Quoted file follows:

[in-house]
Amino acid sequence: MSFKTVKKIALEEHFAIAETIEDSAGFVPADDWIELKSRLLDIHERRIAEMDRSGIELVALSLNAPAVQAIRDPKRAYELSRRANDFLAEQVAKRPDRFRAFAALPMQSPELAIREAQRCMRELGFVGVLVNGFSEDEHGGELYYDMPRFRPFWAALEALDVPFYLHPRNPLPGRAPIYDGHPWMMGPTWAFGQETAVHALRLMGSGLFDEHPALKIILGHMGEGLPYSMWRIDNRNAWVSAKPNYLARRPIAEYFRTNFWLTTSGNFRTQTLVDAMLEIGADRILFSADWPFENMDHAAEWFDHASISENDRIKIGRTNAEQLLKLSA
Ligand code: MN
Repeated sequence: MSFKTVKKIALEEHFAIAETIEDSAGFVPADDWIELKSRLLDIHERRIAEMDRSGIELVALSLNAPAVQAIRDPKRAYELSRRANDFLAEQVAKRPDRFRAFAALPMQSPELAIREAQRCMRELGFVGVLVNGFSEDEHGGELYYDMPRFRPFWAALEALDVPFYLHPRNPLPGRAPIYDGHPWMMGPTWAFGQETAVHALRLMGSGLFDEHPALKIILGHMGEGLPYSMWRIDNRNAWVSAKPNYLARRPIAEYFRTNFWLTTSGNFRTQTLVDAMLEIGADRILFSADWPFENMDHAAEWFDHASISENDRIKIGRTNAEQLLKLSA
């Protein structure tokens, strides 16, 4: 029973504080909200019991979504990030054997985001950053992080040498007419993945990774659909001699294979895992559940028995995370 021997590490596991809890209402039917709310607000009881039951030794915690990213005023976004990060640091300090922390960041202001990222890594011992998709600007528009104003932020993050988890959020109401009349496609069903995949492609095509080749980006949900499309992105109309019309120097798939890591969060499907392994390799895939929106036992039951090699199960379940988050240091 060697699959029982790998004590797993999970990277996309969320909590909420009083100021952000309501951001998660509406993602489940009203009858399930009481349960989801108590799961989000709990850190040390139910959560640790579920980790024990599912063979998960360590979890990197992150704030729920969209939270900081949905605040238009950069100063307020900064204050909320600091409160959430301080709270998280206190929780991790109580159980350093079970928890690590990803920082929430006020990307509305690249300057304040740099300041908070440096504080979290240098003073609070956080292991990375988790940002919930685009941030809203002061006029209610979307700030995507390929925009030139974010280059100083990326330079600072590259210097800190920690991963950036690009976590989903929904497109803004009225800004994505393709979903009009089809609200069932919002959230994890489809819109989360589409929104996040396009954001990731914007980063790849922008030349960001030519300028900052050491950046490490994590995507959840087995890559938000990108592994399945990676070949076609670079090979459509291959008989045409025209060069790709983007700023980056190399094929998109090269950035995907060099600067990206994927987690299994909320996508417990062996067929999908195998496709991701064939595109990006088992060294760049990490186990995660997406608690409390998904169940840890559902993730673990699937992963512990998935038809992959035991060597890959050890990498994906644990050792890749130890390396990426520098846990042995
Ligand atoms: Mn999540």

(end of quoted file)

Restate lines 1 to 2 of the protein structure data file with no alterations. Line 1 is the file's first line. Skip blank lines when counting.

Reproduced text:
[in-house]
Amino acid sequence: MSFKTVKKIALEEHFAIAETIEDSAGFVPADDWIELKSRLLDIHERRIAEMDRSGIELVALSLNAPAVQAIRDPKRAYELSRRANDFLAEQVAKRPDRFRAFAALPMQSPELAIREAQRCMRELGFVGVLVNGFSEDEHGGELYYDMPRFRPFWAALEALDVPFYLHPRNPLPGRAPIYDGHPWMMGPTWAFGQETAVHALRLMGSGLFDEHPALKIILGHMGEGLPYSMWRIDNRNAWVSAKPNYLARRPIAEYFRTNFWLTTSGNFRTQTLVDAMLEIGADRILFSADWPFENMDHAAEWFDHASISENDRIKIGRTNAEQLLKLSA